Dysinger believes the success of CHIP lies in the environment in which it’s delivered. “The beauty of CHIP is that it occurs in the community where the participant lives. This allows them to develop new patterns of shopping in th
eir home grocery stores, exercise regimes in their neighborhoods, and new friends and support systems who are as excited about the lifestyle changes as they are.”
The widespread take-up of CHIP by more than 3,000 residents of Rockford, Illinois, United States, in 2000 resulted in one of the most significant impacts of the intervention program in its 25-year history.4 More than 25 restaurants altered their menus to include at least five CHIP healthy-menu options, and local supermarkets were induced to increase their offering of fresh fruit and vegetables. These are significant health shifts at a societal level and further reinforce the power of CHIP to change lives.
Many of the CHIP community programs have been conducted in local churches. This proactively supports the General Conference (GC) initiative of establishing local churches as “centers for health, hope, and healing.” GC president Ted Wilson has described CHIP as “one of those very innovative opportunities to relate the church to the community—and on a sustainable basis.”5
In recent years CHIP pilot programs have been conducted in the Pacific Islands with data revealing very positive results and testimonials from participants and facilitators. Further work is currently being done at a nongovernment organization (NGO) level to bring CHIP to developing nations where the incidence of noncommunicable diseases, such as heart disease, diabetes, and obesity, now, for the first time in history, surpasses infectious diseases.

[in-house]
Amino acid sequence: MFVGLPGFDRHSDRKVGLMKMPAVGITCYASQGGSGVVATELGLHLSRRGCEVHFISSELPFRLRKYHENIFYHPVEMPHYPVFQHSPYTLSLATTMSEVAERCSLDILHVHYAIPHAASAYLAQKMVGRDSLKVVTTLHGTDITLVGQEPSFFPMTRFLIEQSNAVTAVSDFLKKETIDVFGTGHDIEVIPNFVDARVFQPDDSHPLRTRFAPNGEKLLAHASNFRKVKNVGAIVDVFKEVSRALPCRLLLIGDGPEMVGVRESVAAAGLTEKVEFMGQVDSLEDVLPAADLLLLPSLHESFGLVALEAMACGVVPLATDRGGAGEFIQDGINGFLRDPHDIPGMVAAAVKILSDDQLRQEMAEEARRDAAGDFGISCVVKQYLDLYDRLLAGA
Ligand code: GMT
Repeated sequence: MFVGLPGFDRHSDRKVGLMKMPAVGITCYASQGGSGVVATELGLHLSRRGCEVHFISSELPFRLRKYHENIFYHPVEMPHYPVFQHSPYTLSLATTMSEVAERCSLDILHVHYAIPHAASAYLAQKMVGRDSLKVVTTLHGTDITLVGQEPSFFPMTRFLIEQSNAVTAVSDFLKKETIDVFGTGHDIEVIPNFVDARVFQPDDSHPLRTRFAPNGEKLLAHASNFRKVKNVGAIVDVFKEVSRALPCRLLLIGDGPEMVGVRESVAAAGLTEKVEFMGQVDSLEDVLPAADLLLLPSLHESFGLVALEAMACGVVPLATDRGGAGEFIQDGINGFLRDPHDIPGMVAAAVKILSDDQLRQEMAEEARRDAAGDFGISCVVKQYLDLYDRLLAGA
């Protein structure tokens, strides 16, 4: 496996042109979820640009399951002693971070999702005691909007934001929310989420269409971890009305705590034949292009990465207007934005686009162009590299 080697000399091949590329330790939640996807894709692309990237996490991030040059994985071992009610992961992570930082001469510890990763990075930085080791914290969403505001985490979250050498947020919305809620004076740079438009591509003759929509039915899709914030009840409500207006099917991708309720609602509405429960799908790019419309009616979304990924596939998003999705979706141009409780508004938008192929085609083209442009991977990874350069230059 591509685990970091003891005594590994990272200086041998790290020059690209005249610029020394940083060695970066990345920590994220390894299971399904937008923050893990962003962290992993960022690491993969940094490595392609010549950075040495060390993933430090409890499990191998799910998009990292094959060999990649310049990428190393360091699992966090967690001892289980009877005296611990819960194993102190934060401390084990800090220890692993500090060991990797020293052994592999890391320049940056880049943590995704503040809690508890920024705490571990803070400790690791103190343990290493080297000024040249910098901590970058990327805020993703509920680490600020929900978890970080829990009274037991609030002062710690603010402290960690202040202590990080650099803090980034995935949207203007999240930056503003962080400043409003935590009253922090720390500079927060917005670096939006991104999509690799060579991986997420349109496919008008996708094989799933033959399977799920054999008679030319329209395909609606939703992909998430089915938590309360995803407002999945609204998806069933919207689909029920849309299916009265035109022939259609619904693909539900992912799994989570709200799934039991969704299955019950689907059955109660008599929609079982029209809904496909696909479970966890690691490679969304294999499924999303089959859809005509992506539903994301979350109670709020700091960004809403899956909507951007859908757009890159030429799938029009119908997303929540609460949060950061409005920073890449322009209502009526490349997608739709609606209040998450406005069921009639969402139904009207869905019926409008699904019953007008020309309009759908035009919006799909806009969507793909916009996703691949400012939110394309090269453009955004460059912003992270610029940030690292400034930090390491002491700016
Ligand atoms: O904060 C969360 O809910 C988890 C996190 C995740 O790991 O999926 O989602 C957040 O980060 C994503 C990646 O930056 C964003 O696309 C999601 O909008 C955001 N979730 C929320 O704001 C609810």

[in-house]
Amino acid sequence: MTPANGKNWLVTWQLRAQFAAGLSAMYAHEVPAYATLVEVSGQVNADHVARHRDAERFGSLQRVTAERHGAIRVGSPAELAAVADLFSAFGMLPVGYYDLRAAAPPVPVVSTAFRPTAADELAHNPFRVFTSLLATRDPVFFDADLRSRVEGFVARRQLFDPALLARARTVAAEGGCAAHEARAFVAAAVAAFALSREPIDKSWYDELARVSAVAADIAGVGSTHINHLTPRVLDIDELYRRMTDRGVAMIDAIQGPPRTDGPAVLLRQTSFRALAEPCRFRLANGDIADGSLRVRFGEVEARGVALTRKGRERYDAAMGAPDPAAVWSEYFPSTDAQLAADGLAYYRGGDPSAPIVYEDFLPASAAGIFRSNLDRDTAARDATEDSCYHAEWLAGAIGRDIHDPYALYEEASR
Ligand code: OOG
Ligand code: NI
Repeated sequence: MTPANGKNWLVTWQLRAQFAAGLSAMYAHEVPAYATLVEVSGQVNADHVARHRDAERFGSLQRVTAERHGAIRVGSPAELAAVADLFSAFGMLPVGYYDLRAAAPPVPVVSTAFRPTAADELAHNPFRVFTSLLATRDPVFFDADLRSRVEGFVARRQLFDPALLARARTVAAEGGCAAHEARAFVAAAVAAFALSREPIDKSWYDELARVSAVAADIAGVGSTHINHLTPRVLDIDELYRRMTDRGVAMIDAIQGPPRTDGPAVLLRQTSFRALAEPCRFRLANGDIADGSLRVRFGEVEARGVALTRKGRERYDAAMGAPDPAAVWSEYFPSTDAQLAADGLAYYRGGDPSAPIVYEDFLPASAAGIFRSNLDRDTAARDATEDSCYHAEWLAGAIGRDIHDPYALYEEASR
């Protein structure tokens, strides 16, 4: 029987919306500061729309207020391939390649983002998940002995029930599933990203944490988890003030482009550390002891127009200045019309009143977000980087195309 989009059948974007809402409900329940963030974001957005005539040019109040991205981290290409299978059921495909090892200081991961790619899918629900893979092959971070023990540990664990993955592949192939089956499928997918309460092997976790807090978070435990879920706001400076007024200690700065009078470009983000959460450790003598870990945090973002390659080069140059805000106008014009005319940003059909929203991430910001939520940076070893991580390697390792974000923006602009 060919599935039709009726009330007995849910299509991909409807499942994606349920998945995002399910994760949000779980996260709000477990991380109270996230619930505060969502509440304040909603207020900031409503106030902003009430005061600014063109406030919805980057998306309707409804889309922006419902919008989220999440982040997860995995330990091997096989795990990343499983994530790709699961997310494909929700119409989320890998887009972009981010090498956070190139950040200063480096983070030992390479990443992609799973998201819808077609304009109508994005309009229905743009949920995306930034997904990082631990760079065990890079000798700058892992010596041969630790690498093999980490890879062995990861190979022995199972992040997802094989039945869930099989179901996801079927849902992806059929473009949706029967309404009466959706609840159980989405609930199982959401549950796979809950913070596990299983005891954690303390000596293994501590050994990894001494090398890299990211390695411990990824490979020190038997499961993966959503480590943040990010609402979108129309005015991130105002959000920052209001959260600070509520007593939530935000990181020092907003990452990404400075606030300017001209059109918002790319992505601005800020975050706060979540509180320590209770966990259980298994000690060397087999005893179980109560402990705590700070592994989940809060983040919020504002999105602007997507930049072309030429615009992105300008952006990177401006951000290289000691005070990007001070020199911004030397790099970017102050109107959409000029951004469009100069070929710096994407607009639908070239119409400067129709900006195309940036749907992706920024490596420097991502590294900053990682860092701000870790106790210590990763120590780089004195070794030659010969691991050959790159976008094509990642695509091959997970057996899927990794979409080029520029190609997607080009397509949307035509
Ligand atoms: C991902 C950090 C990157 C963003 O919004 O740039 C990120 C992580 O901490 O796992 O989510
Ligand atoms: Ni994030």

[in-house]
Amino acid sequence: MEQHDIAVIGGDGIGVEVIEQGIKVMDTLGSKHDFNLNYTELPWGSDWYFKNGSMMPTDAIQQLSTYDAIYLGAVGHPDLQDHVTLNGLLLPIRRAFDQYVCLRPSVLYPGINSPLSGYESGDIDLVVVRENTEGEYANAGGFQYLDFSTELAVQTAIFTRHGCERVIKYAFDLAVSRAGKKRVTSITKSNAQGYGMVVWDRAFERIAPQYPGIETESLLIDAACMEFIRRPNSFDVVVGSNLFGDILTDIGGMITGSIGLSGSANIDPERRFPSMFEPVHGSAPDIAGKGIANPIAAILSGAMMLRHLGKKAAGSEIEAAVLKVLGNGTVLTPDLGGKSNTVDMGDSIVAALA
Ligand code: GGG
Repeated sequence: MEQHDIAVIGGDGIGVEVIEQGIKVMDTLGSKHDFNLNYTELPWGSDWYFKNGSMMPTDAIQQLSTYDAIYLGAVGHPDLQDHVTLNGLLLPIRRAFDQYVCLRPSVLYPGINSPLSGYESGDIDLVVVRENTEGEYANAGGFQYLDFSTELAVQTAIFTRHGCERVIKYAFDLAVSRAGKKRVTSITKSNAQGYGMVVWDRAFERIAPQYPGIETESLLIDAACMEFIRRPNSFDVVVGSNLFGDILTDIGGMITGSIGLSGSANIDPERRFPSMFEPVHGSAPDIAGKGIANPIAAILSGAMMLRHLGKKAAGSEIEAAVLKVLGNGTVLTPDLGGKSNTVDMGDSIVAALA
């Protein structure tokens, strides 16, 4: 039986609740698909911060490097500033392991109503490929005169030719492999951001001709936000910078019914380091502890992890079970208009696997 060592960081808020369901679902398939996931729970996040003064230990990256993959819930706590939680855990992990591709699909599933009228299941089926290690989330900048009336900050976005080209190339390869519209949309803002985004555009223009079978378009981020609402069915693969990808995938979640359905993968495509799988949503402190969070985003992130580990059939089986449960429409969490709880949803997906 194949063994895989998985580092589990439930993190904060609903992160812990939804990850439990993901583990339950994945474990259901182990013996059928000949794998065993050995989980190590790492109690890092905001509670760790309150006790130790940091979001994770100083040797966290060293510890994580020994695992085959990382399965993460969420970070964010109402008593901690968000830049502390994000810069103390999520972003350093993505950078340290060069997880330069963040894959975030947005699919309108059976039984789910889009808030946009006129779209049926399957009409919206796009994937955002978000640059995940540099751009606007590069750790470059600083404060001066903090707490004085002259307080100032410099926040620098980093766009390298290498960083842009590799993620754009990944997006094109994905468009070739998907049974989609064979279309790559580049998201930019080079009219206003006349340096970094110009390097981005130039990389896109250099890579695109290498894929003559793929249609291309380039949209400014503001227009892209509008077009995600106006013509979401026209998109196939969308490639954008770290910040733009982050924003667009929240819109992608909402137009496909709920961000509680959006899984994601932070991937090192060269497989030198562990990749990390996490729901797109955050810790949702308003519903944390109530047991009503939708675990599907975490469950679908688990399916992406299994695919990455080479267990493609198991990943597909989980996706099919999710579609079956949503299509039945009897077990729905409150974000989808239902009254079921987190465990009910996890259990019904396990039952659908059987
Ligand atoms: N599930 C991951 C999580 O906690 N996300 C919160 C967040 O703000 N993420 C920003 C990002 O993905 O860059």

Carol Boehm was the facilitator for the inaugural CHIP program in the Solomon Islands during 2012. She launched the pilot program for a group of 44 people, including the general secretary of health, doctors, nurses, and other top-level health professionals. Significant drops in blood pressure, weight, blood glucose, and cholesterol were observed, as well as other health improvements, such as better sleep, feeling clear-minded, better energy levels, fewer headaches, and less depression. Boehm feels the results were “nothing short of miraculous.” The country’s prime minister said that the CHIP program should be “nationalized.”
The SPD, through institutions such as Sanitarium, Vitality Works, Sanctuary, and CHIP, has worked for more than a century in fulfilling its vision to share health, hope, and happiness with the community. Its goal is to continue to share comprehensive, wholistic health interventions through new services that will radically transform lives—and that is hope worth sharing.
To learn more about these services, visit www.chiphealth.com, www.sanctuary.sanitarium.com.au, www.vitalityworks.com.au, and www.sanitarium.com.au.